Nicolosi, corroborated by Silberberg, testified that Silberberg rarely visited Art Textile, and never discussed Art Textile's financial status with the accountant until December 1972, when he expressed complete surprise on hearing from Nicolosi that the company was delinquent in remitting the withholding taxes. Though Nicolosi was himself present only once a week, the government did not seriously dispute that Silberberg's involvement with his larger operations at J.J.S. and Ginny Jones made him unavailable to supervise Art Textile daily. The day-to-day running of the company was shared by the other employees, with Smith concentrating on shipping and other office work, Williams on the machinery and running the plant, and Amodei on securing customers and handling other aspects of the business operations, including writing checks for his own and Silberberg's signature. Nicolosi, however, prepared the checks and tax forms for federal, state and city tax payments, which would be later signed by Amodei and Silberberg. Recognition of such an allocation of business activities, however, does not render inconsistent Amodei's uncontradicted testimony that Silberberg wanted to see, and in fact had to sign every check before it went out; and for that purpose, Amodei visited him at Ginny Jones every Wednesday morning with Art Textile's bills and the checks drawn to pay them.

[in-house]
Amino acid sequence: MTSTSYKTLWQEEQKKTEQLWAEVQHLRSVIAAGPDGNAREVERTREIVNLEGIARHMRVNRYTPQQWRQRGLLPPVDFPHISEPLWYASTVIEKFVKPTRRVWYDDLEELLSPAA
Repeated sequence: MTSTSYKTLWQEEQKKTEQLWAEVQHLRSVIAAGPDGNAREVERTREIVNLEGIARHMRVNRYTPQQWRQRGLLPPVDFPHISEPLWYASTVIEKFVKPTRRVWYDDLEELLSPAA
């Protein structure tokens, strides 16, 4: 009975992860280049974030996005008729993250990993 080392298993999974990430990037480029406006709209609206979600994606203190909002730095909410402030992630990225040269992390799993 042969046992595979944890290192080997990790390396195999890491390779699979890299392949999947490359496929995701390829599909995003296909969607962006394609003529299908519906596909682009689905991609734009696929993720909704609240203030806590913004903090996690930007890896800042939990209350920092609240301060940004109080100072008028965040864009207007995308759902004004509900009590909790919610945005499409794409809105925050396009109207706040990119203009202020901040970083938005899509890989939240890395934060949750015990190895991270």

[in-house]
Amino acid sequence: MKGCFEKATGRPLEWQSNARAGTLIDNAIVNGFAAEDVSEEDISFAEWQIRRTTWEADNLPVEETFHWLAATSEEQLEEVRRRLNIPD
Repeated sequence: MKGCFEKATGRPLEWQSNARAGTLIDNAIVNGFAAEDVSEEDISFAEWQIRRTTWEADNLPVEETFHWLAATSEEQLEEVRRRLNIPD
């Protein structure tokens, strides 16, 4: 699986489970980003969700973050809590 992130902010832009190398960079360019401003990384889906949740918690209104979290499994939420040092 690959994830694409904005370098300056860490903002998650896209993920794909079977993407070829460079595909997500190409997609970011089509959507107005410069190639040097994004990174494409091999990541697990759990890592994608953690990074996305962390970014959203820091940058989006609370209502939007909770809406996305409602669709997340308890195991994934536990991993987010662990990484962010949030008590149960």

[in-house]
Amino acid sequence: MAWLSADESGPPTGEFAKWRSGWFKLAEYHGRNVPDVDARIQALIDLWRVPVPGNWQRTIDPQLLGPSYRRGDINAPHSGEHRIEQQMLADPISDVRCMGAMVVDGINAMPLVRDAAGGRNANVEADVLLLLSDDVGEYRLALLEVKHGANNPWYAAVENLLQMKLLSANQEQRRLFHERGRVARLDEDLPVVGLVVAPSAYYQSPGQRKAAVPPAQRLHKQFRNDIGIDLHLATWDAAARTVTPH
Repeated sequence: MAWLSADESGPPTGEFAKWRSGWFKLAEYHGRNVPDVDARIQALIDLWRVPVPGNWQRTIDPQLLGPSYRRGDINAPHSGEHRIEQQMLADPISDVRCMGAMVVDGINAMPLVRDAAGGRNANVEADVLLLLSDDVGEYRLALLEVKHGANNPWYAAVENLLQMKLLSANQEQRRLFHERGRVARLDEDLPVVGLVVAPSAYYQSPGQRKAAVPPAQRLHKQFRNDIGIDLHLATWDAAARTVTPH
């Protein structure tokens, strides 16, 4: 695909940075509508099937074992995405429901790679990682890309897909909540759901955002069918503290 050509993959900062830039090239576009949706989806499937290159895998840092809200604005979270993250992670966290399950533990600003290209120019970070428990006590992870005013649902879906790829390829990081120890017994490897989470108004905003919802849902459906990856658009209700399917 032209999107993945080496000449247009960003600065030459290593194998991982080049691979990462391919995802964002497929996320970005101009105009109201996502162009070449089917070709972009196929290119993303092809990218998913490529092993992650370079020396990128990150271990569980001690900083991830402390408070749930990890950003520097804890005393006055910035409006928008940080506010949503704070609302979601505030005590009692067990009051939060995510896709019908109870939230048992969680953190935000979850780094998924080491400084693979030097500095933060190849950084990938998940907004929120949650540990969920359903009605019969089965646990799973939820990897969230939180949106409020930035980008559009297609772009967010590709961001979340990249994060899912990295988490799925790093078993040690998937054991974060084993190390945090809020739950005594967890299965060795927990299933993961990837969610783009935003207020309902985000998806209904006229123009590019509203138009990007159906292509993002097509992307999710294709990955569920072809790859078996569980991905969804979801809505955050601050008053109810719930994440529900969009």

The Court also credits Amodei's testimony that Silberberg rarely questioned the bills until in the last two quarters of 1972, when Art Textile was experiencing cash-flow problems, Silberberg began to pick and choose which bills would be paid, according to what the company needed to continue its operations. Although Nicolosi testified it was Amodei who selected the bills to be paid and would not listen to Nicolosi's warnings about delinquent taxes, this testimony, apparently disinterested, can be reconciled with Nicolosi's understanding that Silberberg signed all the checks.
Counsel conceded that Silberberg was the "moving spirit" behind Art Textile, and it is too inconsistent with the extent of Silberberg's financial involvement in Art Textile for him not to have sought to retain fiscal, if not operational, control over the venture by reviewing all the company's financial transactions. Indeed, in an interrogatory, Silberberg sought to explain away the bank resolution requiring his signature on each check as merely the means for him to ensure the corporation's other officers did not divert the corporation's funds to themselves, to the detriment of Silberberg and other Art Textile creditors. On the other hand, Silberberg's contention that he was away traveling so much throughout the two years Art Textile was in operation that he customarily signed checks in blank and gave them to Amodei, is not credible and must be viewed as a transparent attempt to downplay his involvement with Art Textile.